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Don't think that today's drop in gold and silver is a sign that the market is about to turn
09/12/2011 6:29 pm EST
Gold for December delivery closed down $46.20 an ounce, or 2.5%. Silver for December delivery closed down 3.4%.
Why did these safe havens take such a beating on a day when the U.S. stock market indexes managed to finish ahead? The Standard & Poor’s 500 Stock Index was, after all, up 0.7% today.
Investors have been getting them every day as stock prices sink, lowering the value of the shares they’ve used as collateral on the margin loans that they used to buy those stocks. When that happens, margin clerks all around the global financial system begin placing calls asking for more cash to back these loans. No cash? Then after a very short decent period, the clerks sell your shares.
In the early days of a rout, investors can easily meet those margins calls from cash on hand. As the rout goes on, they might be pressed for cash and have to sell some shares to raise the amounts they need. At some point, the shares they have to sell are down so far that either 1) selling won’t raise the amounts needed, or 2) that looking at their stocks, traders decide that selling now will waste a chance to get even.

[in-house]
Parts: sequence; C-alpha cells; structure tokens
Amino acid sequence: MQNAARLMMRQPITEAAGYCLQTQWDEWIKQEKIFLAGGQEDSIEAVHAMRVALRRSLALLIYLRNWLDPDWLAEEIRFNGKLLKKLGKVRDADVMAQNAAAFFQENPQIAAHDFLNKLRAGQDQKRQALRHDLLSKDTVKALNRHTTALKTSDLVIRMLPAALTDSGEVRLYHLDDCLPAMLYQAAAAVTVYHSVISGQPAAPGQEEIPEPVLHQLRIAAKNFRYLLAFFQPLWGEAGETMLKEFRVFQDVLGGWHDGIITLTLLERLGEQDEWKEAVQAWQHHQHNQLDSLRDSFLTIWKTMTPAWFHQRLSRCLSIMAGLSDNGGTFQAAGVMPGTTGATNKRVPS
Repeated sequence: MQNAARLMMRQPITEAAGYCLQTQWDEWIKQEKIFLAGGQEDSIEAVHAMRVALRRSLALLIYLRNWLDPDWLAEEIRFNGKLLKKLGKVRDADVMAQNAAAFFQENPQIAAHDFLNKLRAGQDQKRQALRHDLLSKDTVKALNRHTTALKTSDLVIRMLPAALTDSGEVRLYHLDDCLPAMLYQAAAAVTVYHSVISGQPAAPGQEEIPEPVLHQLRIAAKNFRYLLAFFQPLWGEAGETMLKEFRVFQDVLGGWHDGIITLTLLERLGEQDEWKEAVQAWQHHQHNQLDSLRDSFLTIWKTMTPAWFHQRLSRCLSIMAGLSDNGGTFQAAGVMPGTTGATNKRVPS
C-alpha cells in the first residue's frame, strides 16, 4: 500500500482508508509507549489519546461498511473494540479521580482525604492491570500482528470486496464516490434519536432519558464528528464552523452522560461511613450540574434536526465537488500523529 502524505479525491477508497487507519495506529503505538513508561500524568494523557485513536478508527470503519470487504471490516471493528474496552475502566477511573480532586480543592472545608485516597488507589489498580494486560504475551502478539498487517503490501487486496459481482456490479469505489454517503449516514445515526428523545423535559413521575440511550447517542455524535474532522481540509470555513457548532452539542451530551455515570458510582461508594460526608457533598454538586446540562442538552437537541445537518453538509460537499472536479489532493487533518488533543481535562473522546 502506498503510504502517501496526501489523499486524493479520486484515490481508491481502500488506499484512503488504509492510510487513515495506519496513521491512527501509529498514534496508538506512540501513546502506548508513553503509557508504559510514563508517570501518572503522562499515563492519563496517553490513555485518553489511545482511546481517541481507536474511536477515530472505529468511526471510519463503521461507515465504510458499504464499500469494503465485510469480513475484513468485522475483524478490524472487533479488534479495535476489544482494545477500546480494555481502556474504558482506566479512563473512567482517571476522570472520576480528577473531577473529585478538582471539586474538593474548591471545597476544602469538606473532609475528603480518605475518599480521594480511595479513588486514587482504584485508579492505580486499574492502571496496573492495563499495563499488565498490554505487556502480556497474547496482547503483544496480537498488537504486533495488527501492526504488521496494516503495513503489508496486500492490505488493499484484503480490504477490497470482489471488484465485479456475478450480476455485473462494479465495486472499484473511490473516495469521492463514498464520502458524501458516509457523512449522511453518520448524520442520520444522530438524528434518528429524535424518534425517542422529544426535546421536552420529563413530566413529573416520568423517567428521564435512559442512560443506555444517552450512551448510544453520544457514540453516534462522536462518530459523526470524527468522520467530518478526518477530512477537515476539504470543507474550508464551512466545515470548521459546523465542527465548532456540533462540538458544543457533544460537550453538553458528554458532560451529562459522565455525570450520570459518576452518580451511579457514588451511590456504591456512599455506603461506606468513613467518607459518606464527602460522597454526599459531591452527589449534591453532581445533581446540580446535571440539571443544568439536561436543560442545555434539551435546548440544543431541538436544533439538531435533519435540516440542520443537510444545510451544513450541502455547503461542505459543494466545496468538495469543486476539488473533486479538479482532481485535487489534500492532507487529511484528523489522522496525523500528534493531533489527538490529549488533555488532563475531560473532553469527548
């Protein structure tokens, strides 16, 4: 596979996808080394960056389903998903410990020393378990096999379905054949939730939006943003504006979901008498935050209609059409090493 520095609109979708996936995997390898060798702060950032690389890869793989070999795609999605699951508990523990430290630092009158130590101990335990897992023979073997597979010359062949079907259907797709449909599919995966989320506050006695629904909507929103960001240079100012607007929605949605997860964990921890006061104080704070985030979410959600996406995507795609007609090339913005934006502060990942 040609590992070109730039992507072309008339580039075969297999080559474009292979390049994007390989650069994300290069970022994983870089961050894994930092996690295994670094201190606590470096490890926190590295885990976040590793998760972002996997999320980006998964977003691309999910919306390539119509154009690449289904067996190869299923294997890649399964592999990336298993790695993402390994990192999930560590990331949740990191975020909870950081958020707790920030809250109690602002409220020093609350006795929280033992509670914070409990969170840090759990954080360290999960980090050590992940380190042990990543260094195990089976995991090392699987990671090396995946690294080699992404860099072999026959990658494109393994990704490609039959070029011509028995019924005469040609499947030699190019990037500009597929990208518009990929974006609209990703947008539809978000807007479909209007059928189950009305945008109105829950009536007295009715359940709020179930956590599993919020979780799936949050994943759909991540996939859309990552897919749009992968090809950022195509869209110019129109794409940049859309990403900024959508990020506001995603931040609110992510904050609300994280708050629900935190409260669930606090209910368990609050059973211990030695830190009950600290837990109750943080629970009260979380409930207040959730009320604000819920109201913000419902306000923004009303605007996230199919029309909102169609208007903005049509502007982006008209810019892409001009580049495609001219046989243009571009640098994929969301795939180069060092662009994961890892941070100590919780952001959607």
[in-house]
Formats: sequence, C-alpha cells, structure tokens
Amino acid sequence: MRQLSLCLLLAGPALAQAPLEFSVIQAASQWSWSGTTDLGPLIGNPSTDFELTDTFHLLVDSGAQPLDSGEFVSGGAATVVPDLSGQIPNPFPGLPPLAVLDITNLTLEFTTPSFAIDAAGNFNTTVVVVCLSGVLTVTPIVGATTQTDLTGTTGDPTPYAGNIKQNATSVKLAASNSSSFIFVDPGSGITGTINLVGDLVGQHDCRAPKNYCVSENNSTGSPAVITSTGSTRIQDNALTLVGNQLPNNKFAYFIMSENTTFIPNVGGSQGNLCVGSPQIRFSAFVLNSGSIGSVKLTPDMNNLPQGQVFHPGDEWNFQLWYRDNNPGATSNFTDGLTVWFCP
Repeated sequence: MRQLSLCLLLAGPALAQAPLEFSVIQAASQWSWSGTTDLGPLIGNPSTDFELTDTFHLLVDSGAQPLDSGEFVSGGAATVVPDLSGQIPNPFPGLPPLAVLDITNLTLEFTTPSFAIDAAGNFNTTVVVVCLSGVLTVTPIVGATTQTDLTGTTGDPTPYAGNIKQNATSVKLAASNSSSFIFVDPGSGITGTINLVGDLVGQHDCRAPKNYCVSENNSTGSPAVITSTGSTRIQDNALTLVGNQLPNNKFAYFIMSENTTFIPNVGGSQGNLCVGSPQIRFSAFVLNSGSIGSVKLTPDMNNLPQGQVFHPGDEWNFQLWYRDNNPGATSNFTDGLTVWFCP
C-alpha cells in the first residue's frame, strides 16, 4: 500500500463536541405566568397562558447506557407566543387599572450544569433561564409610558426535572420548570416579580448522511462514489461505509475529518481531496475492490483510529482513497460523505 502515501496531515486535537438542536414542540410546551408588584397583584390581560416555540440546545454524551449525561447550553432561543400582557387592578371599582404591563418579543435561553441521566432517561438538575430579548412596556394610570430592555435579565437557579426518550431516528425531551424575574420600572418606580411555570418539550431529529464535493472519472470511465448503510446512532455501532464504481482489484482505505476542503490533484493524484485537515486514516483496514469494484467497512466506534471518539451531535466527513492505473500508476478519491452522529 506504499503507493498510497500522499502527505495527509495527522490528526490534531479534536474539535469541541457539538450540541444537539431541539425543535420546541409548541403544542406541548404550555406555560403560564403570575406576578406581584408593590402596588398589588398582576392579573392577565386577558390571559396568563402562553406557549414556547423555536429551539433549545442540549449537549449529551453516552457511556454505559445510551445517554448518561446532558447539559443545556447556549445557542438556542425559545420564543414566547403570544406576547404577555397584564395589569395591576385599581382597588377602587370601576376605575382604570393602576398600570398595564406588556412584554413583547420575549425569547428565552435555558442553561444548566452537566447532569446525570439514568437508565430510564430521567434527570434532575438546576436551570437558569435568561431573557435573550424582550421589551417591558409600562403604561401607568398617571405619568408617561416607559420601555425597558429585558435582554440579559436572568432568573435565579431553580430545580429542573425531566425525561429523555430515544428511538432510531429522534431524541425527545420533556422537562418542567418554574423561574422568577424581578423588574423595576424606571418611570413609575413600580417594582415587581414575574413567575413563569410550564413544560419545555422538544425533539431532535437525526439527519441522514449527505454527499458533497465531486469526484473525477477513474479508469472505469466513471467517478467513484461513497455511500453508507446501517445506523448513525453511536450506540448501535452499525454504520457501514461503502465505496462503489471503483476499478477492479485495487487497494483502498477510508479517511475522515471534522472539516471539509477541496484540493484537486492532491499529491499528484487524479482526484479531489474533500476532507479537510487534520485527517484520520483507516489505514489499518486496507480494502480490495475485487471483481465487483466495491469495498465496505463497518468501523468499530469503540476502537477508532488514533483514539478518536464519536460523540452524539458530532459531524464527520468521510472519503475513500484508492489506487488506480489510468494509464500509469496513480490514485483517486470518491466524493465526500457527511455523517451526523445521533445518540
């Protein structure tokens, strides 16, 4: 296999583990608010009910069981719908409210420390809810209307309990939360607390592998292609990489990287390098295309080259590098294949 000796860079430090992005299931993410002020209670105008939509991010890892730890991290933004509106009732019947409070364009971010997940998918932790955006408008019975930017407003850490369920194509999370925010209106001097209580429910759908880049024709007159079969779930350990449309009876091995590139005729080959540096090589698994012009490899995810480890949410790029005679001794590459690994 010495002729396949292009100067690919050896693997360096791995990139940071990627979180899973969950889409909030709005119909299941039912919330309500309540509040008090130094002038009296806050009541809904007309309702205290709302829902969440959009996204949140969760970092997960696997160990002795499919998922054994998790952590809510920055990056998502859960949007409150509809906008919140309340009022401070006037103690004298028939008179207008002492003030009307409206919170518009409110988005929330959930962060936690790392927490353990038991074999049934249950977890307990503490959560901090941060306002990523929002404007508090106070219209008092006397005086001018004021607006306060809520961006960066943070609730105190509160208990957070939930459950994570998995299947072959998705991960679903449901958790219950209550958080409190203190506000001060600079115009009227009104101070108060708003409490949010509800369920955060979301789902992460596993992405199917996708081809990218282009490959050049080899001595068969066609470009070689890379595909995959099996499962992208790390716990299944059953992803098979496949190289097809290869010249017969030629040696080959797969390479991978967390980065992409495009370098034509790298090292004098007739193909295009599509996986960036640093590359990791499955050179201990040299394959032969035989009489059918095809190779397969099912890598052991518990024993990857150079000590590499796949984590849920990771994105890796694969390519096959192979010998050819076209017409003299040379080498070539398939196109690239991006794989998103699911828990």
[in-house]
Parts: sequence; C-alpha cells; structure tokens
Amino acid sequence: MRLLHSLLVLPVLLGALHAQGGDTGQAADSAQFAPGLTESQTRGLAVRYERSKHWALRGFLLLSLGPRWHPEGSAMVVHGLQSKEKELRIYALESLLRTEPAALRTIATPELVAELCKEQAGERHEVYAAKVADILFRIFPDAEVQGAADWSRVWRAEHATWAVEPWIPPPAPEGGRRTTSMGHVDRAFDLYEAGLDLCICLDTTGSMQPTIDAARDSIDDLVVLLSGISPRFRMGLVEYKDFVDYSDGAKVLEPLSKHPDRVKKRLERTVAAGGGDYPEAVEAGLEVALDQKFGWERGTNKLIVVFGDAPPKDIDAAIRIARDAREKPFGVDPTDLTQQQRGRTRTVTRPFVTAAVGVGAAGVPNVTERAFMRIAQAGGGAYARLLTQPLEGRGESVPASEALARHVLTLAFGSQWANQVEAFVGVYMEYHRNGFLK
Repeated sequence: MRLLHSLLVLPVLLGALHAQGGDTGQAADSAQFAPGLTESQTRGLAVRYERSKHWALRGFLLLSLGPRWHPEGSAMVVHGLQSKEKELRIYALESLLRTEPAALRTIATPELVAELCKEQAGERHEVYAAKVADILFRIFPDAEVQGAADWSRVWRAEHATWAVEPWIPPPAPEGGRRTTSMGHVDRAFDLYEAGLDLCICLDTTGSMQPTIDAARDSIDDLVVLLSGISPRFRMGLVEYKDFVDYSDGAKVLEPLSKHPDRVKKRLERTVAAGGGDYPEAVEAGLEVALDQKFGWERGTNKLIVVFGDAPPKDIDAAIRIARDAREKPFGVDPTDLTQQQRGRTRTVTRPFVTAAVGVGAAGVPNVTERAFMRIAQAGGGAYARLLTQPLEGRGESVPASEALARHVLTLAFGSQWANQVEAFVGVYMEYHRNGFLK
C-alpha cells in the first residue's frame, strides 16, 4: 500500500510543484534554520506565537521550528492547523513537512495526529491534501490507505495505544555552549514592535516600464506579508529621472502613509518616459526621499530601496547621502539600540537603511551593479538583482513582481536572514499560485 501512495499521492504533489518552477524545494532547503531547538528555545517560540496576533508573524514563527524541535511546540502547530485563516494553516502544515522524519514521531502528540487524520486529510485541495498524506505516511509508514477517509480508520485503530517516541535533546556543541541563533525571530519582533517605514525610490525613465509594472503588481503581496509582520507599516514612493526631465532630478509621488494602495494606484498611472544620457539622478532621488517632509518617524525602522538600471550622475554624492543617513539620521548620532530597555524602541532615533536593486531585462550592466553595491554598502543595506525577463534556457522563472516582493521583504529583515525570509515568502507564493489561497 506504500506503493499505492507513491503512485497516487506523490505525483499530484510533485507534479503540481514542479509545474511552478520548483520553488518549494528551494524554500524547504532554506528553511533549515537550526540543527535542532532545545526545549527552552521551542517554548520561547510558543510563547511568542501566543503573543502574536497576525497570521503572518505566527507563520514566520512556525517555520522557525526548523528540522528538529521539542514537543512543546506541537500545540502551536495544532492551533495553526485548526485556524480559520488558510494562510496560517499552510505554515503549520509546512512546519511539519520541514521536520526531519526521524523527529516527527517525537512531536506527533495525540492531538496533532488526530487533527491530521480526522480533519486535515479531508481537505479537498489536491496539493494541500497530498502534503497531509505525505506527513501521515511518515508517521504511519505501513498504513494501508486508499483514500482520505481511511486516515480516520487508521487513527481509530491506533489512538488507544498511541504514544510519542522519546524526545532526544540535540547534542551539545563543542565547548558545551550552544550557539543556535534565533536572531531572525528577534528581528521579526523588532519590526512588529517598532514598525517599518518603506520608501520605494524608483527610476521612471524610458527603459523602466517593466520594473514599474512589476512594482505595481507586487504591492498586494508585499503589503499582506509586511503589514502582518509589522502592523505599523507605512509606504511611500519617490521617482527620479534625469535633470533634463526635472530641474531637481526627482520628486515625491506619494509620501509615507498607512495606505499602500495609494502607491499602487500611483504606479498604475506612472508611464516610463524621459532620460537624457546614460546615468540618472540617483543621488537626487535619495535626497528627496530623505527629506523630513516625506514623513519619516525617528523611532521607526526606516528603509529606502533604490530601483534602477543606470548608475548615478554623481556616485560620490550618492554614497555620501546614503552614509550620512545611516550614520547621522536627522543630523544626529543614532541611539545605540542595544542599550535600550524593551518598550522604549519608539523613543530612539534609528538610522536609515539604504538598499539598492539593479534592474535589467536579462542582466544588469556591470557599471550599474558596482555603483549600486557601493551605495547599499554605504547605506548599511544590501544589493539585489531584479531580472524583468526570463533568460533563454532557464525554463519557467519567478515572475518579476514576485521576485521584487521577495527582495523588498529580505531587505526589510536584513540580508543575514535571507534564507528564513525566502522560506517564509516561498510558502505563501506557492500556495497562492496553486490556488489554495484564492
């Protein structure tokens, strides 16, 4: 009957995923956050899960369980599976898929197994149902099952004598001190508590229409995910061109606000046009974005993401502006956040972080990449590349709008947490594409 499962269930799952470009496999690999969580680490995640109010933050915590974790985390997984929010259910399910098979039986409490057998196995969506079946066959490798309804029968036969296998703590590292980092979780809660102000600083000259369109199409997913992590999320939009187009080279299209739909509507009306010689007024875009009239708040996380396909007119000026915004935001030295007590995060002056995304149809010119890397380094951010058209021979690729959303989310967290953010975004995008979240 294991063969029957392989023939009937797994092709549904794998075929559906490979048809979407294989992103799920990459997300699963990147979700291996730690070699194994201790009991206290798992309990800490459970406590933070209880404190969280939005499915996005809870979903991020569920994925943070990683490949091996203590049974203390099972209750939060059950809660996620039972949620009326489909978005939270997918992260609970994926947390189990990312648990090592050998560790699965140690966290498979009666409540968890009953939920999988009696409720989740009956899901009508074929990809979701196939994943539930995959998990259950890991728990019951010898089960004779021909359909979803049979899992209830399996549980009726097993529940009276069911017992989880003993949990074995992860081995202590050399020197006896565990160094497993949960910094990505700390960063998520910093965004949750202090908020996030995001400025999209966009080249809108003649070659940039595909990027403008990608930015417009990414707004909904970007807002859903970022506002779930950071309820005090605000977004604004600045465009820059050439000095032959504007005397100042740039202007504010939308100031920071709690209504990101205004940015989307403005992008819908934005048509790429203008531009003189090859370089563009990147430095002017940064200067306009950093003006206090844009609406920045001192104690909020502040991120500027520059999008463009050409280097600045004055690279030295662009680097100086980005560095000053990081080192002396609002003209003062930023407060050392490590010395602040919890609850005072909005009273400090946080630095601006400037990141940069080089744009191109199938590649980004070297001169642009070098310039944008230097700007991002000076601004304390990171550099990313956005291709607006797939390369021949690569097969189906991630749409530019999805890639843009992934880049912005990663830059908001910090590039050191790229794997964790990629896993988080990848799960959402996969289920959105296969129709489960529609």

And so traders who get a margin call start to look around for assets that haven’t tumbled too far in value and that might be closer to a top than a bottom.
Right now that’s gold and silver.
So don’t think for a moment that today’s drop in gold and silver is a sign that traders think this market is ready for a turn or that risk has fallen.
What we’re seeing is traders trying to preserve their portfolios by selling one of the few things they own that hasn’t crashed in price. Whether that’s wise—selling gold so that you can go on holding bank stocks, say—will depend on how much further this market has to fall.
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